Ubisoft Talks ACU Tech: Multi-core CPUs, Lighting System, Mouse Acceleration, Next-Gen Development

Earlier this week, we had the pleasure of interviewing James Therien, Pipeline Technical Director at Ubisoft, who has been working on ACU for almost 4 years. James shared with us some interesting information about this latest Assassin’s Creed game. At this point, we’d like to give a big shout-out to CD Media’s Christina Arapakou. Without Christie, most of our interviews wouldn’t be possible. And now, without further due, here is the interview.

DSOGaming: Before we begin, please introduce yourselves to our readers.

James Therien: James Therien, Pipeline Technical Director. I have been working on ACU since the beginning (almost 4 years now). I have been working on the AC brand since AC1.

DSOG: Assassin’s Creed: Unity will be powered by the AnvilNext engine. What are the key differences between this version and the one that was used in Assassin’s Creed IV: Black Flag?

JT: Making a next-gen game of that magnitude with such a level of detail involved a great deal of people and took a very long time. But it remained a virtually impossible task without the proper tools. Since we are making more and more realistic games, we had to create the right tools to meet this challenge properly.

When those tools were created, the team could do away with all the redundant work and focus on quality tasks, not only on the functional aspect of the game. It allowed us to automatize the repetitive tasks like building placement. One of the many example we have is « Paris Pâté », which allowed us to place a district very quickly before letting the artist focus on the details of the buildings by makings layouts and focusing their creative juices on shaping rich interior atmospheres.

 Built with next-generation hardware and online environment in mind, the new Anvil has three major pillars support which powers Assassins Creed Unity;

*THEATRE – New state-of-the-art tools that enables us to push the boundaries of cinematic performance and animation. It is those ingredients that enable us to bring us closer to true dramatic performances.

*ZEN – Zen is our new system for productivity and infrastructure. It’s a game-changing pipeline in how we deal with next-gen assets and the interaction between global production team.

*CITY LIGHTS – Games are catching up to CG-level of quality and thus, high definition graphics are no longer the differentiation factor. True differentiation comes from mastery of volumetric cinematography; the ability to master art direction in a 3D physical space. City Lights encompasses all the tools that enable us to create a realistic Paris that is more immersive on a cinematographic scale. 

DSOG: One of the biggest gripes we had with AC IV: Black Flag was the fact that it was mainly using one CPU core. Will Assassin’s Creed: Unity be better optimized on the PC than AC IV: Black Flag? Will it take advantage of more than four CPU cores?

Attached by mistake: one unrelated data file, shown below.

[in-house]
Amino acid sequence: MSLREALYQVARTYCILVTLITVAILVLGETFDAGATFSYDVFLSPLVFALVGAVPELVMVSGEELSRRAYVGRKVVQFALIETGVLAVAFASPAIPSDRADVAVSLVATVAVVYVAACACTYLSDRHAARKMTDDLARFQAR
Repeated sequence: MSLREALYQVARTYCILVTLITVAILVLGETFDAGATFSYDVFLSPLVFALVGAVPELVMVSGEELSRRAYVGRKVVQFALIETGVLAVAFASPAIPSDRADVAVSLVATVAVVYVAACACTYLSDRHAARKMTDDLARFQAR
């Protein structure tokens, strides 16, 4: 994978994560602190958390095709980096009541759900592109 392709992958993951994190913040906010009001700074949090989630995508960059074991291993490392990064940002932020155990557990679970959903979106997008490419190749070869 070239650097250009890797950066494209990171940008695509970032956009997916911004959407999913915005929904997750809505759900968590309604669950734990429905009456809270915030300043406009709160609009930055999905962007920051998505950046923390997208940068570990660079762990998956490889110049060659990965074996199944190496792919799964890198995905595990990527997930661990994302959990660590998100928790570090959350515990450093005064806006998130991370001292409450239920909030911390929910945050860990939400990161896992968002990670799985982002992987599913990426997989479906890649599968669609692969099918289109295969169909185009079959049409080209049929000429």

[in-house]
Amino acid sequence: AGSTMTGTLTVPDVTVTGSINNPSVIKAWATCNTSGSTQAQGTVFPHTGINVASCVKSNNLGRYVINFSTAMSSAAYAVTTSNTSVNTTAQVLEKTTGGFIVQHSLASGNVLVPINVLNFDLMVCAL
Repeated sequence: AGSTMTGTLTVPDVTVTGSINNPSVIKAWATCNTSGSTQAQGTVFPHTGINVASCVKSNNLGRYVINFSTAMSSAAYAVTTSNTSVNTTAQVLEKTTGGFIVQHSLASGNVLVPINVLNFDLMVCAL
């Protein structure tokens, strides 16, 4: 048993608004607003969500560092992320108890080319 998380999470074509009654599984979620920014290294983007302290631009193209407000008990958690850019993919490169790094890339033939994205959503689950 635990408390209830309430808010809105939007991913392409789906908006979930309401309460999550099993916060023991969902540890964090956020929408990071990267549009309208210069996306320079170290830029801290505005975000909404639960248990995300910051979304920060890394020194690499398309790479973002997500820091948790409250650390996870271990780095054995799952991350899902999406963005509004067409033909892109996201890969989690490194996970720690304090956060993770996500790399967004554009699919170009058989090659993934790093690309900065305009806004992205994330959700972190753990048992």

JT: Globally, our engine scales very well to multiple cores. Unfortunately, we hit different bottlenecks on different platforms. Traditionally, on higher-end PCs, we would be graphic driver bound, negating the benefits of having more cores. On ACU we completely changed the renderer architecture to drastically reduce the number of draw-calls we make to the driver. You should see much more scalability on ACU.

DSOG: We know that Ubisoft has a strong relationship with Nvidia. Can we expect any specific PC features for the PC version of Assassin’s Creed: Unity?

JT: Yes. We have a strong and productive collaboration with NVIDIA. And players can expect some PC-specific features for Assassin’s Creed Unity. The exact list is going to be announced later.

DSOG: What are the key tech features of Assassin’s Creed: Unity, and what is the one feature that you are really proud of?

JT: There are so many features; it’s hard to choose one! I think what I am the most proud of is the quality of immersion. The combination of the rendering quality with the overall density of detail in the game makes you feel like you are in a real city more than ever before.

DSOG: The lighting system of Assassin’s Creed: Unity seems to be overhauled. Can you share more details about it? Do you support Global Illumination and if so, is it more advanced than the one used in AC IV: Black Flag?

JT: The renderer is total re-write.  We knew we wanted a much richer image with better contrast. We started with a physically-based renderer. We then looked at how we could make a dense urban environment look really good. We’ve always had nice image quality when in the sun or in partial shadow in previous ACs, but we were somewhat flat in shadow. We started by looking at how the sky, not just the sun contributes to the scene. We then added volumetric GI. The city streets really started to come alive. At that point we were getting more interesting results in-game than our initial off-line concept renders. Later when we decided to go with interiors, it just worked.